SALEM—Somewhere beneath the tangle of limbs and hastily flung hats was Brian Baker.
The Spotsylvania junior was buried all season, first within a deep Knights’ pitching rotation, and finally by a swarm of red-clad teammates on the infield sod of Salem Memorial Ballpark around 1 p.m. Saturday afternoon.
Before his well-rested right arm salvaged a 13–8 victory over Abingdon in the Class 3 state championship game, Baker had logged a scant 11 innings. A transfer from Fredericksburg Christian School, he arrived at tryouts with no defined role and few friends.
“I came in here not knowing anyone,” Baker said.
After Saturday, his name may enter area baseball lore. Baker flummoxed the Falcons with six innings of scoreless relief, and Spotsylvania broke open a tie game in the top of the eighth to claim the baseball program’s first state title—and the first in any sport since 1997.
Throughout his team’s run to just the third such feat in Spotsylvania County history (Courtland, 1995 and 2000), Knights coach Travis Payne preached repeatedly about the uncertain nature of June baseball.
“You never know,” Payne said of Baker. “He came in and he shoved. He was ready to go. He was ready for his moment, and I’m happy for him. The kid works hard, never complains, and he was there for everything.”
And Saturday’s contest indeed had it all. Seizing upon Abingdon starting pitcher Cade Hungate’s locational challenges, the Knights (21–5) batted around the order—plus one—in the top of the first, jumping out to 5–0 lead.
But Abingdon, a recruit-laden club located a skip and a [crow] hop from the Tennessee border, wasn’t daunted by an early deficit. The Falcons tagged Spotsylvania starter Eugene Snyder for two runs in the first and six in the second before Baker entered in relief.
“I told them before the game that it didn’t matter if we jumped up early,” Payne said. “It was going to be a battle, and we couldn’t give up. We had to fight, and did it the entire game.
“We never gave in. Our confidence was there the whole time, and things bounced our way today.”
The Knights chipped away, recovering one run in the fourth when senior Max Harper doubled off the Comfort Suites sign in left-center field (they offer special fan rates, if you’re interested) and Jonathan Rivard plated him with a sacrifice fly.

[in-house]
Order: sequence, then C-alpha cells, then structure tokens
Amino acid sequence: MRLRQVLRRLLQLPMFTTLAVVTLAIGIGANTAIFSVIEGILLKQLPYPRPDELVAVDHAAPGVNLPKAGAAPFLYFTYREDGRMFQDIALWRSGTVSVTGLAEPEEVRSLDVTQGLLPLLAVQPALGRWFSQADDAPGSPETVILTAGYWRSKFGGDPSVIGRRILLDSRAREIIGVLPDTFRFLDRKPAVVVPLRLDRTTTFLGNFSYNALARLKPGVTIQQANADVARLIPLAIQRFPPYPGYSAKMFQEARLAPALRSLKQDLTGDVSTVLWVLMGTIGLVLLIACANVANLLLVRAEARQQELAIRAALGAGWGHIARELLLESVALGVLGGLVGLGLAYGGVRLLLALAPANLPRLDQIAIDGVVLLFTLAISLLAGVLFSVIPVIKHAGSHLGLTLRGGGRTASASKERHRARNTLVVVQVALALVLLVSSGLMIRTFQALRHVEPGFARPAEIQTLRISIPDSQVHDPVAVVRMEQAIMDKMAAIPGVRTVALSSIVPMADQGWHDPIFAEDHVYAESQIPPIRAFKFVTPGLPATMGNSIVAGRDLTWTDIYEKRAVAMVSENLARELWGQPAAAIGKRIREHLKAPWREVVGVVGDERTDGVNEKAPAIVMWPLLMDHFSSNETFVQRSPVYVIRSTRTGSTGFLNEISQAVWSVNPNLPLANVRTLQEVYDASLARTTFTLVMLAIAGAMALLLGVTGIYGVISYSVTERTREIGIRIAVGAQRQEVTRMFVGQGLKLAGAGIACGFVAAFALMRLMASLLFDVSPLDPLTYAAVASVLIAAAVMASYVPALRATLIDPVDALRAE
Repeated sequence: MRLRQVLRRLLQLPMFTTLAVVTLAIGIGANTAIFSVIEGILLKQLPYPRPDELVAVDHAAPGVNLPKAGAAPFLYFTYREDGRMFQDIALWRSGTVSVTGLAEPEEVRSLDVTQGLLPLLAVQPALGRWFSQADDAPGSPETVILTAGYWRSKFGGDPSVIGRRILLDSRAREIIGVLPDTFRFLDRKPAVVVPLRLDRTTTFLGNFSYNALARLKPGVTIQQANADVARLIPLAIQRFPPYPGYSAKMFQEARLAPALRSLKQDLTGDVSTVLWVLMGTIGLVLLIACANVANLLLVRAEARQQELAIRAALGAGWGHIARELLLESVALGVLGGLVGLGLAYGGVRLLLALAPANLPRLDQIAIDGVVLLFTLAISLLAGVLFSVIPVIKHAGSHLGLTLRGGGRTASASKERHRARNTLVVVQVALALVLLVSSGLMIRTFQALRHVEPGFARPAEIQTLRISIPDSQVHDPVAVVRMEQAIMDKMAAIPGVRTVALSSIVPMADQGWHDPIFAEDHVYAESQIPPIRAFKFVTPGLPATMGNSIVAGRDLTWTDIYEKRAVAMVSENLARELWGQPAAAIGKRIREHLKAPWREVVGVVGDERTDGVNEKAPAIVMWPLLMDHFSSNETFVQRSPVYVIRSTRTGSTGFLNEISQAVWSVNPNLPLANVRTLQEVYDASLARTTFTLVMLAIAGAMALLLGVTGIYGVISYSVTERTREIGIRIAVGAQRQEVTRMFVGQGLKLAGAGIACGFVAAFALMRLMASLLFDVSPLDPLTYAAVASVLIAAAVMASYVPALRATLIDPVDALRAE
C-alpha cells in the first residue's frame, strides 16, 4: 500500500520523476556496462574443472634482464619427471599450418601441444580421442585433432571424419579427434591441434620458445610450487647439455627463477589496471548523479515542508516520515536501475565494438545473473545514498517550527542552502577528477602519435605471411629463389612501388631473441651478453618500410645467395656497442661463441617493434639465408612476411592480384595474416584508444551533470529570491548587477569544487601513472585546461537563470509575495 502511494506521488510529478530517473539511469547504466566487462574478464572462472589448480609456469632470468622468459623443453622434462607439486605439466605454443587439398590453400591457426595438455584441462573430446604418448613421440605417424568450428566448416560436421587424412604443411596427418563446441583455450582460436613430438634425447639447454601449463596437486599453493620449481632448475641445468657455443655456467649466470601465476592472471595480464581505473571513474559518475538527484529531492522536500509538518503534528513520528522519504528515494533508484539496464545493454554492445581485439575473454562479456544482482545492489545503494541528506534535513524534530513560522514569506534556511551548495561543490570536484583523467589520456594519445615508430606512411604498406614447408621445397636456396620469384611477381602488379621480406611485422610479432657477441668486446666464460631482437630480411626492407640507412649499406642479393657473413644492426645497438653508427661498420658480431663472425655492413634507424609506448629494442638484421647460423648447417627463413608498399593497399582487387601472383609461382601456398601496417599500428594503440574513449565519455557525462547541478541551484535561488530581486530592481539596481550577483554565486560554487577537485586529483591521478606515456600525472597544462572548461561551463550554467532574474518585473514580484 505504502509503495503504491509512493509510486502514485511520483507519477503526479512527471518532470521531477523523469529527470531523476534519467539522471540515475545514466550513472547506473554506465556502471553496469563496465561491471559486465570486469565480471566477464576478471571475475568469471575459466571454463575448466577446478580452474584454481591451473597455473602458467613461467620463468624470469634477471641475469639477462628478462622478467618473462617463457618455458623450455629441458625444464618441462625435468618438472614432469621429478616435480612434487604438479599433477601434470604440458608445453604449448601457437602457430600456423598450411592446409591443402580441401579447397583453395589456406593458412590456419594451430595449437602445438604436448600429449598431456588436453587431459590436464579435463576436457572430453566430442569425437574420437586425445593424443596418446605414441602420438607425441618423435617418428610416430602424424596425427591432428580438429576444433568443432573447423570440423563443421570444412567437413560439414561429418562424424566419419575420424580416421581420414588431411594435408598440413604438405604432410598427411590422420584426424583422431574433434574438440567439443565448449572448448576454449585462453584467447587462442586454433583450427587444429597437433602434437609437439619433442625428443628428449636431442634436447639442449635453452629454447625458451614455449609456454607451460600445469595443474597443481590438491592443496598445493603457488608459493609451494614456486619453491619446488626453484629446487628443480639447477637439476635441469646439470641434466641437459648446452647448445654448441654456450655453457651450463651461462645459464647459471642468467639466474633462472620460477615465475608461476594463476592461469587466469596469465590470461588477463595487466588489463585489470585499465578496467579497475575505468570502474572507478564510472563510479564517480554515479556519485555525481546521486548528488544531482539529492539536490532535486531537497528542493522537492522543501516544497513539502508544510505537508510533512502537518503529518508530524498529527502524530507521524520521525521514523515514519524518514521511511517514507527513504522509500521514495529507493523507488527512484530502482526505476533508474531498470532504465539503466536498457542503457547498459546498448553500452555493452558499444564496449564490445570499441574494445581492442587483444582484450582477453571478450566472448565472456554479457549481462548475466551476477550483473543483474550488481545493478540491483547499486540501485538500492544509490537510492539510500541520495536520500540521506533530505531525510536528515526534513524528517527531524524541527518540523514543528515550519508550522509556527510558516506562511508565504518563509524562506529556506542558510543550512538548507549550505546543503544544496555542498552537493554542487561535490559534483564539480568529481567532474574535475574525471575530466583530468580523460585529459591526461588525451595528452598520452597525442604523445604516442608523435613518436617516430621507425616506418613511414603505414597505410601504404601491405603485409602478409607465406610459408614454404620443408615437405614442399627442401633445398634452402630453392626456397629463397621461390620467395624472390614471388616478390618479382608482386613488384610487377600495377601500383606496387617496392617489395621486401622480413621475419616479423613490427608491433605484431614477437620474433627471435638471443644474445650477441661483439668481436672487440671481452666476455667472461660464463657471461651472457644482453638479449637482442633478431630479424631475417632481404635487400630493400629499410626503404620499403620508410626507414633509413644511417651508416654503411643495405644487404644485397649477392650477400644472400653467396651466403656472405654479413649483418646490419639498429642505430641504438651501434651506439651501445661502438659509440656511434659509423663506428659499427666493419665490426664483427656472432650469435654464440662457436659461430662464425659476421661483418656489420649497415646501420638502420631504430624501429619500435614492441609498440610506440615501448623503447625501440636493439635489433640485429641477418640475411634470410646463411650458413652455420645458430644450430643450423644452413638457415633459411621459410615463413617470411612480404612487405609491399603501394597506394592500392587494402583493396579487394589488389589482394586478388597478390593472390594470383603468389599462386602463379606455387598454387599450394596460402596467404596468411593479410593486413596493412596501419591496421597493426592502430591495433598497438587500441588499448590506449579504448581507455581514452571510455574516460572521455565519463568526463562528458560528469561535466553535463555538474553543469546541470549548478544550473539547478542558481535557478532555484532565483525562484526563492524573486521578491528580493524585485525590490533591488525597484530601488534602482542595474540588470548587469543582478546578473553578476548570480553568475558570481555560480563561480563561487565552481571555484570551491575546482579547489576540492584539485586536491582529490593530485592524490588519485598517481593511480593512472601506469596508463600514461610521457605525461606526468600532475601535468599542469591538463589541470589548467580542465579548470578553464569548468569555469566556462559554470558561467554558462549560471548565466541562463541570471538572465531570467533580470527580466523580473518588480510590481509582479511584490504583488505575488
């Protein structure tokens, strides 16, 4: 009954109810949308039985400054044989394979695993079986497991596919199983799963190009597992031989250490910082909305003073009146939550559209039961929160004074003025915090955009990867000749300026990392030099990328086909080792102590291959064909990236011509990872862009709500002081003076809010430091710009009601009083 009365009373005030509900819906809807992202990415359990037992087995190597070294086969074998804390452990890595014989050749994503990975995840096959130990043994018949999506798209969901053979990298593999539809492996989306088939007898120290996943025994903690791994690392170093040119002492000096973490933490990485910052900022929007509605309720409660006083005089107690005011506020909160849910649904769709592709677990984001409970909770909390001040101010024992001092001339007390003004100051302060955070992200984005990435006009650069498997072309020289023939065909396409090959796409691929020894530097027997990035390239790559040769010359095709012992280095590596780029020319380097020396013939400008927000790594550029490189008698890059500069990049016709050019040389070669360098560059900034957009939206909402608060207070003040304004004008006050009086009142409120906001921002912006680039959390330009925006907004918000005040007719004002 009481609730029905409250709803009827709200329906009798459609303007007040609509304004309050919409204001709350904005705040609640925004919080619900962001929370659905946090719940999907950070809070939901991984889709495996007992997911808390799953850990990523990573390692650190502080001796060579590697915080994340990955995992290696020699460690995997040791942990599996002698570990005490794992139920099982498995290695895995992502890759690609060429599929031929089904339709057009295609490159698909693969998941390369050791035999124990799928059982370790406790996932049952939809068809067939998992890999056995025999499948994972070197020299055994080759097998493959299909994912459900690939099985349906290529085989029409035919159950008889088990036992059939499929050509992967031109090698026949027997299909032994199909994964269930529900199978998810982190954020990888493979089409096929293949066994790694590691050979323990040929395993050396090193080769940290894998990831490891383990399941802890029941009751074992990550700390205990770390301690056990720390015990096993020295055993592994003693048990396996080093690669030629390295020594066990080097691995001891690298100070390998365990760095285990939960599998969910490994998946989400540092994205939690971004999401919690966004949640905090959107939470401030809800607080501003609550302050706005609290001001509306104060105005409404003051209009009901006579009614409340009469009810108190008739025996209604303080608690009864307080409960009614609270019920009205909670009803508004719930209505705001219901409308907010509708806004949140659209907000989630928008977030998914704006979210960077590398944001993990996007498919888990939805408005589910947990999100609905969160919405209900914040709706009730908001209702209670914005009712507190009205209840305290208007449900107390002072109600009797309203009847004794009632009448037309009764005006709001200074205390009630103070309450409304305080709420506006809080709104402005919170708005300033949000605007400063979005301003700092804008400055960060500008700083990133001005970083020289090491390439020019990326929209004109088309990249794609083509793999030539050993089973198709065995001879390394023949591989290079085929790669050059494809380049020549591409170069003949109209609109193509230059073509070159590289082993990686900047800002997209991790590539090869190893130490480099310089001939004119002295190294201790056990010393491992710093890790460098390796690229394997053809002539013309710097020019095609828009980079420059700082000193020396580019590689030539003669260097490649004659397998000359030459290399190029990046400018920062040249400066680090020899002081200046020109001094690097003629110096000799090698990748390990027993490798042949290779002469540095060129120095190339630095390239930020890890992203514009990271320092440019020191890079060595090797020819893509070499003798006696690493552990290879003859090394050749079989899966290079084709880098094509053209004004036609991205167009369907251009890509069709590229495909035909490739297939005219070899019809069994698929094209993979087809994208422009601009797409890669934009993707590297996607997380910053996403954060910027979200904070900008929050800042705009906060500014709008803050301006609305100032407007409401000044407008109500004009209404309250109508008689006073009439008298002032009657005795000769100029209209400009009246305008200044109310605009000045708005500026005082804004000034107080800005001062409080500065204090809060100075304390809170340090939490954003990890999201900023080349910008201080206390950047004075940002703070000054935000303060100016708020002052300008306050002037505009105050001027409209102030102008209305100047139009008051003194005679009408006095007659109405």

An inning later, a Dante Fairchild sacrifice fly and Trevor Croson RBI single tied the game at eight. Of course, the comeback wasn’t possible without Baker. His buckling breaking ball and leisurely-but-laser-precise fastball netted five strikeouts, and he yielded just three hits.
“We were swinging the bats really well the first two innings and after that kid came in, for some reason we could just never adjust to him,” Abingdon coach Mark Francisco said. “I guess that’s why they’re the state champions and we’re not. Their pitcher kept us off stride.”
Finally, in the eighth, Spotsylvania got a stroke of luck. After a pop out to start the inning, Snyder drew a walk and Jonathan Olsberg plugged his sacrifice bunt in the dirt a few inches in front of home plate.
“It was good enough to get the runner to second, but it was bad enough to cause a missed throw to first,” Payne quipped.
A few pitches later, Snyder slid home headfirst on a wild pitch to put the Knights ahead for the first time since the second inning. Before retaking the field, Spotsylvania tacked on four more runs for a 13–8 lead that proved as insurmountable as it was improbable.
Spotsylvania’s whirlwind day began well ahead of the scheduled 10 a.m. first pitch. Before putting on their helmets, the Knights’ 10 seniors donned graduation caps in a ceremony near home plate. Parents clambered atop the first-base dugout, craning for both video and a view.
“It was the best day of my life,” Harper said simply.
When it was almost over, Payne fought back tears. His right hand cradled the Knights’ new trophy, and above it, a wristband bore the initials D.M.P. scrawled in magic marker.
Doris Pennington, 81, died in a fire Sunday night in Spotsylvania, and Payne navigated the most important week of his coaching career with a heavy heart while mourning the loss of his grandmother.
On Tuesday, as the Knights prepared for a state quarterfinal at Hopewell, players conceived of the wristbands as a way to support their coach.
“That’s when I knew we were going to have a special week,” Payne said.
SPOTSYLVANIA 5 0 0 1 2 0 0 5—13 13 0
ABINGDON 2 6 0 0 0 0 0 0—8 8 3
Eugene Snyder, BRIAN BAKER (3), and Jonathan Olsberg. Cade Hungate, Bryson Thomas (1), THOMAS FRANCISCO, and Kevin Christy.